United States Nuclear Regulatory Commission - Protecting People and the Environment

Information Notice No. 86-76: Problems Noted in Control Room Emergency Ventilation Systems

                                                            SSINS No.: 6835 
                                                                   IN 86-76 

                                UNITED STATES
                        NUCLEAR REGULATORY COMMISSION
                    OFFICE OF INSPECTION AND ENFORCEMENT
                           WASHINGTON, D.C. 20555

                               August 28, 1986

Information Notice No. 86-76:   PROBLEMS NOTED IN CONTROL ROOM EMERGENCY 
                                   VENTILATION SYSTEMS 

Addressees: 

All nuclear power reactor facilities holding an operating license or a 
construction permit. 

Purpose: 

This notice is provide to alert recipients to problems noted in the 
operation of control room emergency ventilation systems during recent plant 
visits by an NRC review team. It is expected that recipients will review 
this information for applicability to their facilities and consider actions, 
if appropriate, to preclude a similar problem occurring at their facilities.
However, suggestions contained in this notice do not constitute NRC 
requirements; therefore, no specific action or written response is required.

Description of Circumstances: 

During a recent visit to the Trojan Nuclear Plant, the NRC review team 
observed the licensee perform a monthly surveillance test of the cooling 
capability of the control room emergency ventilation system. The NRC review 
team terminated its involvement shortly after the surveillance test began 
because the licensee's procedure was deemed inadequate and the test would 
not produce any meaningful results. Specifically, the team noted that the 
emergency ventilation system was initiated with the supply dampers left 
shut; these dampers were designed to provide 150 standard cubic feet per 
minute (cfm) of outside makeup air in the radiological emergency mode. The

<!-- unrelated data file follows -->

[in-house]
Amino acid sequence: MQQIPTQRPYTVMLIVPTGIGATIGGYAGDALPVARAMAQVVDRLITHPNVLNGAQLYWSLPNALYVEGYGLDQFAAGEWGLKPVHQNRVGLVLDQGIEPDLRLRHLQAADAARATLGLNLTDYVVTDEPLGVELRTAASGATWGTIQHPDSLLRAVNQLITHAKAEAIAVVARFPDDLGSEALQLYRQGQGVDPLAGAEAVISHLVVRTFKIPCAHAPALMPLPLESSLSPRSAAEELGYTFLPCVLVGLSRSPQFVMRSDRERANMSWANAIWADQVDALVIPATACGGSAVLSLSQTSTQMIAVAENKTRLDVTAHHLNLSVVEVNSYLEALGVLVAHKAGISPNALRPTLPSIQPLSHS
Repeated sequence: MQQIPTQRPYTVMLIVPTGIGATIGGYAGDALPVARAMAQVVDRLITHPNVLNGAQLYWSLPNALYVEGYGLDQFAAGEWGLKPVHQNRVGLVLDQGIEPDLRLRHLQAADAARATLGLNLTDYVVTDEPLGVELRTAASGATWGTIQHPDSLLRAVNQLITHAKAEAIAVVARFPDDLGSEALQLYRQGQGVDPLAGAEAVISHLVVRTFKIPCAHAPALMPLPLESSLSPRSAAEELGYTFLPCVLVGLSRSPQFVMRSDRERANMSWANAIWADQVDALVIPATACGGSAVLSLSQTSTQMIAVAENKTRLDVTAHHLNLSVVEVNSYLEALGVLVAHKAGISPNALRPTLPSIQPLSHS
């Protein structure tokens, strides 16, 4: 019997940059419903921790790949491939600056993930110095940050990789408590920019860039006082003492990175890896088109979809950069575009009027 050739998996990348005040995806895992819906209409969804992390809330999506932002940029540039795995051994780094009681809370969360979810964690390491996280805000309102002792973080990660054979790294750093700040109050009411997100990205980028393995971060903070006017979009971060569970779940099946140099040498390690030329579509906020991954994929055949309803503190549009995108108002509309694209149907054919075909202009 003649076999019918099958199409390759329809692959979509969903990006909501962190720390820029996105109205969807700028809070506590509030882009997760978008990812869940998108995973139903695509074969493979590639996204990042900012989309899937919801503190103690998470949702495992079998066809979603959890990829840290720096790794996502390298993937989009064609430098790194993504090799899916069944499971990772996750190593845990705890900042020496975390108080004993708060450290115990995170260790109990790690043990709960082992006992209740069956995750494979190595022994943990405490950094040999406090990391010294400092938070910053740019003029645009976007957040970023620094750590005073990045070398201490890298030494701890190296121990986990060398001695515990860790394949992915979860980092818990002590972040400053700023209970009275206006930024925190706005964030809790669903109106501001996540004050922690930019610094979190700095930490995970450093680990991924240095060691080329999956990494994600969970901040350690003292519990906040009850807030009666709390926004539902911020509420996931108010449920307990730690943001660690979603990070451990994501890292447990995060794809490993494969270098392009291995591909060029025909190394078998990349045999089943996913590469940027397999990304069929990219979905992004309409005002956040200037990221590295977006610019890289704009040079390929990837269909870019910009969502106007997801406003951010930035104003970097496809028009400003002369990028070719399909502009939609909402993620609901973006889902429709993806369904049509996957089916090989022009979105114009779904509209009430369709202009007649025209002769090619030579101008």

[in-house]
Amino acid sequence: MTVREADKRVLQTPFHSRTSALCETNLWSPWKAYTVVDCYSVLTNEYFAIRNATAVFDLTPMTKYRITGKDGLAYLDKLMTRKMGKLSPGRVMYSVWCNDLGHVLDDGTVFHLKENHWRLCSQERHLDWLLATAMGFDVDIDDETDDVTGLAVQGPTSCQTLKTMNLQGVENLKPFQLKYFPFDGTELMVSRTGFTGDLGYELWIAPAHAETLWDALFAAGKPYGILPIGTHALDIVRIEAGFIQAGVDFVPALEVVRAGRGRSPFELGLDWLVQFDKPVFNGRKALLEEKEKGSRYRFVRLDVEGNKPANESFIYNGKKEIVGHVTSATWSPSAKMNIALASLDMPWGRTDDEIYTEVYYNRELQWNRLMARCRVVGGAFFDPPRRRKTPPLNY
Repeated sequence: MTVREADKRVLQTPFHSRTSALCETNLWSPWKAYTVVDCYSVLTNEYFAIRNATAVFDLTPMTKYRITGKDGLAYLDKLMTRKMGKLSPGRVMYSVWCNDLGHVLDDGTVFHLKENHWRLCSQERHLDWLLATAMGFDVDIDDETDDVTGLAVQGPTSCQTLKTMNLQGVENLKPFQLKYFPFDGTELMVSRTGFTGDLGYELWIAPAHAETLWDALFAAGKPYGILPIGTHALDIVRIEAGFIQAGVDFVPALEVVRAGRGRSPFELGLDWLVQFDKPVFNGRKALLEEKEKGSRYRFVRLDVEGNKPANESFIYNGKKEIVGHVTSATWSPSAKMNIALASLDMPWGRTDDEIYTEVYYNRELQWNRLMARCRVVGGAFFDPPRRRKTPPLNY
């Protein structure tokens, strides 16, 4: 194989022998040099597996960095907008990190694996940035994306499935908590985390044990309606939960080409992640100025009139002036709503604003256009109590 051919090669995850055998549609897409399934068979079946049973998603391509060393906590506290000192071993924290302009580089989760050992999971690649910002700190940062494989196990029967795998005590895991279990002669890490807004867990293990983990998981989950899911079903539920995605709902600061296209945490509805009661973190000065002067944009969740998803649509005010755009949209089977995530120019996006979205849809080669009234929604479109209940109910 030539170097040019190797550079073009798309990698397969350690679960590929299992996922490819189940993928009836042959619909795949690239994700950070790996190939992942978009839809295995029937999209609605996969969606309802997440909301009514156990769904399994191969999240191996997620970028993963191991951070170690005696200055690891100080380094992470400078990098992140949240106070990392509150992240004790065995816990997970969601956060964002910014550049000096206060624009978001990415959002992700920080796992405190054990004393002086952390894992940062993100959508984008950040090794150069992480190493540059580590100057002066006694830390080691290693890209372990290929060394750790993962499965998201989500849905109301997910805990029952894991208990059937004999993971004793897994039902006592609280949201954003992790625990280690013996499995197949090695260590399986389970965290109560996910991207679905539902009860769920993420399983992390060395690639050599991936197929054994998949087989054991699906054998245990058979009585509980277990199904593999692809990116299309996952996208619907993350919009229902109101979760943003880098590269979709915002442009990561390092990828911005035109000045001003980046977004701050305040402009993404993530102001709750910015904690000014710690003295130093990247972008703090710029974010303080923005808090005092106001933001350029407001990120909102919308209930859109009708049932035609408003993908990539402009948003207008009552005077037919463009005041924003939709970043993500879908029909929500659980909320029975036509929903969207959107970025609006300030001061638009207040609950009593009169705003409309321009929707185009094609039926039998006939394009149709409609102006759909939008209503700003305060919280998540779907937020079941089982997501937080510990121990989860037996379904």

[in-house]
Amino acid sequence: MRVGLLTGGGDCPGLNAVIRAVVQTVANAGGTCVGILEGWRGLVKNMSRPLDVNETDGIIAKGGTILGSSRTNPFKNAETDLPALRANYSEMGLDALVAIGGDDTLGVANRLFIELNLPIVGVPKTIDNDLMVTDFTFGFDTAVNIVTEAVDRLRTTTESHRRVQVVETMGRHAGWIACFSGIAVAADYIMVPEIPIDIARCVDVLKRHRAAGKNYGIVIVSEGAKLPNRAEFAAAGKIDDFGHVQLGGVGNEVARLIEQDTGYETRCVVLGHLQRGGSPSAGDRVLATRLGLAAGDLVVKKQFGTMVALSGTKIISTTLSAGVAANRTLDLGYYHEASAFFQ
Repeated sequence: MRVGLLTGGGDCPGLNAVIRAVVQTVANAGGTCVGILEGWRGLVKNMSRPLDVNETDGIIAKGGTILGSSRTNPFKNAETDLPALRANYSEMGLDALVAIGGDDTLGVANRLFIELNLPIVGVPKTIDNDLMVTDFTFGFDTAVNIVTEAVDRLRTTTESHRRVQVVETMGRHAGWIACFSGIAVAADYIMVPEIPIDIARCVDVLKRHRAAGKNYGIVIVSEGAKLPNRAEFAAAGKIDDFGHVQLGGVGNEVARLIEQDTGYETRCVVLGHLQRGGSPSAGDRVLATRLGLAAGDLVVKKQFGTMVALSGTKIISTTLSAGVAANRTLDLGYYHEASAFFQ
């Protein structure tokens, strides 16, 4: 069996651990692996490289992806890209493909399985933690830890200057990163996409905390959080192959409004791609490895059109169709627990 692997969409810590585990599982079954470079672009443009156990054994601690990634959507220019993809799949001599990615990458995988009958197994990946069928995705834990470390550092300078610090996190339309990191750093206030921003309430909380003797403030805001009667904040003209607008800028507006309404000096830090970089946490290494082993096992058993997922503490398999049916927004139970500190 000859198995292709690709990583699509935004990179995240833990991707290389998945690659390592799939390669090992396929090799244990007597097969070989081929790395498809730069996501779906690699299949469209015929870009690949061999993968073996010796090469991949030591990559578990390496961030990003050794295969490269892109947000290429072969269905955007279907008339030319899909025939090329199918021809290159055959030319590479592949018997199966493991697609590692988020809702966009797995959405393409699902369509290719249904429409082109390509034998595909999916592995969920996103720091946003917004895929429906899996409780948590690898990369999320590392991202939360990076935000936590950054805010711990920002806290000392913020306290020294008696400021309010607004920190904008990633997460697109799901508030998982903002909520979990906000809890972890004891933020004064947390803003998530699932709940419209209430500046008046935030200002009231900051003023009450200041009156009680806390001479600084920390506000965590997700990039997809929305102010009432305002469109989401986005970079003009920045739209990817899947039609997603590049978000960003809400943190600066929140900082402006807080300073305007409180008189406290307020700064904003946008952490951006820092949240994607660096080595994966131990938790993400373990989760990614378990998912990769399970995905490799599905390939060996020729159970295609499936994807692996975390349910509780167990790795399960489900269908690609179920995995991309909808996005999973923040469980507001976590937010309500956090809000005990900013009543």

toilet and laboratory exhaust fans (4050 and 3740 cfm capacity, 
respectively) were left running. This condition resulted in a slight vacuum 
in the control room, although the system is designed to maintain 1/8-inch 
H2O positive pressure in the emergency mode. In addition, the humidity 
control had been adjusted to 100 percent (thus the heaters would remain off 
for any humidity less than 100 percent) even though the Technical 
Specifications require the system to be tested with the heaters on. 

When the makeup air dampers were opened, it was determined that 460 cfm of 
filtered outside air was being supplied instead of the designed 150 cfm. In 
addition, it was discovered that a 2-inch drain pipe on the cooling units 
down stream of the filter housing was drawing 41 cfm of unfiltered outside 
air into the system. The drain pipe was connected by a drain line header to 
both trains 



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                                                          IN 86-76       
                                                          August 28, 1986 
                                                          Page 2 of 2    

of the emergency ventilation systems. This drain arrangement constituted a 
common-mode failure and a lack of train separation of an engineered safety 
feature. On the basis of these findings, Region V inspectors asked Trojan to
recalculate the operator doses expected during an accident. The licensee 
calculated 1.7 rem whole body, 195 rem to the thyroid, and 30.6 rem to the 
skin: The general design criteria (GDC 19) in Appendix A of 10 CFR Part 50 
specifies that the control room be designed to allow occupancy through the 
course of an accident without exceeding 5 rem whole body or its equivalent 
to any part of the body. Because 30 rem to any organ (skin or thyroid) is 
equivalent to a 5 rem whole-body dose, a violation resulted. The violation 
was categorized as a Severity Level II violation because both trains of the 
system were inoperable for a long period of time and a civil penalty 
resulted. 

The NRC has made several plant visits to review control room ventilation 
systems as part of the resolution of the generic issue on control room 
habitability (Item III D.3.4 of NUREG-0737). Although Trojan has been the 
only plant visit to date with problems severe enough to result in an 
enforcement action, several similar problems have been noted at other 
facilities visited. Attachment 1 provides a discussion of these common 
problems noted. Currently the NRC is scheduled to visit six more facilities 
in response to the generic issue. 

No specific action or written response is required by this information